The survey suggests that roughly 3% of all adults in England & Wales had experienced 'persistent and unwanted attention' in the previous year. If generalised to the population as a whole, this proportion would represent some 900,000 victims per year. 42 Experience of such behaviour at some point in life is significantly higher.

A survey by Leicester University in 1998 43 indicated higher levels of victimisation - it found that one in five women had been the victim of a stalker at some point in their lives - but was based on a very small sample (n=100) and limited to just two locations (Liverpool and Leicester). For these reasons, it provides a less robust and reliable indicator than the BCS of the extent of the problem 44.

Evidence from other countries: By far the greatest body of research in this area has been carried out in the United States. In 1998, for example, the National Institute of Justice undertook a telephone survey of 8,000 women and 8,000 men. The survey concluded that in a 12-month period, one in 100 women had been stalked. This figure increased to one in 12 women and one in 45 men when respondents were asked about experience over the course of their lifetime rather than solely in the last year 45. Studies in the United States have also indicated that as many as one in five female murder victims had been the victim of stalking prior to their murder 46. The US Justice Department has estimated that around 1.5 million Americans, of whom two-thirds are women, have suffered the unwanted attention of stalkers.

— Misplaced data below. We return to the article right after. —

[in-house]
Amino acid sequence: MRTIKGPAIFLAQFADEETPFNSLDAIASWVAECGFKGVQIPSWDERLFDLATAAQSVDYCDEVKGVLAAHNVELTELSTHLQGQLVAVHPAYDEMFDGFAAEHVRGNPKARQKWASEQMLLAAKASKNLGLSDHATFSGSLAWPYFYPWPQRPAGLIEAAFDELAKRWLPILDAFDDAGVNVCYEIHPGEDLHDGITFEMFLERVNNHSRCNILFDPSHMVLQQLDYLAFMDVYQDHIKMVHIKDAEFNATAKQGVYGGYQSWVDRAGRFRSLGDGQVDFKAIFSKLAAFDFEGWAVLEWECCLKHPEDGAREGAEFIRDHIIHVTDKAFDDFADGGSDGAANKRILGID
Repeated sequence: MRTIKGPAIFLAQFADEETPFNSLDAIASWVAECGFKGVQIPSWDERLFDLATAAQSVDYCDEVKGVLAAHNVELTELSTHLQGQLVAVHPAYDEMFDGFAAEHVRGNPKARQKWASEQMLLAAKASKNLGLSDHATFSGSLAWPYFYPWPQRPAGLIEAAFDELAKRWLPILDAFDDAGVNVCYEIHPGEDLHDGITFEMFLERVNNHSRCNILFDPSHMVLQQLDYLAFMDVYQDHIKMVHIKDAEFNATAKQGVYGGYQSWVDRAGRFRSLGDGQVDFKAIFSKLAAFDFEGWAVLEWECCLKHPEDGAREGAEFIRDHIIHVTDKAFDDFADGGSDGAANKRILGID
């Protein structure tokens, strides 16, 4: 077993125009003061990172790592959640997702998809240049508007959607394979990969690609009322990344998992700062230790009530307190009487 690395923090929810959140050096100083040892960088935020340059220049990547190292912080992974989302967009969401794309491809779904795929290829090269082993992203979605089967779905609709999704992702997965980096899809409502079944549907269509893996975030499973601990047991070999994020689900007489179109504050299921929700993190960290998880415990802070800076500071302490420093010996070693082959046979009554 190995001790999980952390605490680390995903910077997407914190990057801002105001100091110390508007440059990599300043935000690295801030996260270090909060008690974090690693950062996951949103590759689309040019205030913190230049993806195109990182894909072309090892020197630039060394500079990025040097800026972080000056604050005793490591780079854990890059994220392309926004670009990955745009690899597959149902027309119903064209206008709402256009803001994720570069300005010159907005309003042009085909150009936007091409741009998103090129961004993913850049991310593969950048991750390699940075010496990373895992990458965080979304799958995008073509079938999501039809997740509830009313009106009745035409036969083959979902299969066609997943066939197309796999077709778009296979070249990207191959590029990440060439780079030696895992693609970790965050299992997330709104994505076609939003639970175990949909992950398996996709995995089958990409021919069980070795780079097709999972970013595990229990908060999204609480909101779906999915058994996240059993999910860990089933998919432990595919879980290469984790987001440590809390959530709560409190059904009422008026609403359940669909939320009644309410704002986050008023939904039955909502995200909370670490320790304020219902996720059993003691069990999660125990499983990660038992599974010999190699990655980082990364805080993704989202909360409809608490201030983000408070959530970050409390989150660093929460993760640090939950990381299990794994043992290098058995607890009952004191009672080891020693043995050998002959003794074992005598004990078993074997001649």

According to the Canadian Centre for Justice Studies, the incidence of stalking, referred to as criminal harassment, appears to be increasing. A survey of 106 police forces across Canada 47 found that 5,382 incidents had been reported, representing an increase of 36% since 1996. In those cases, 75% of the victims were women and 50% were stalked by a current or former partner.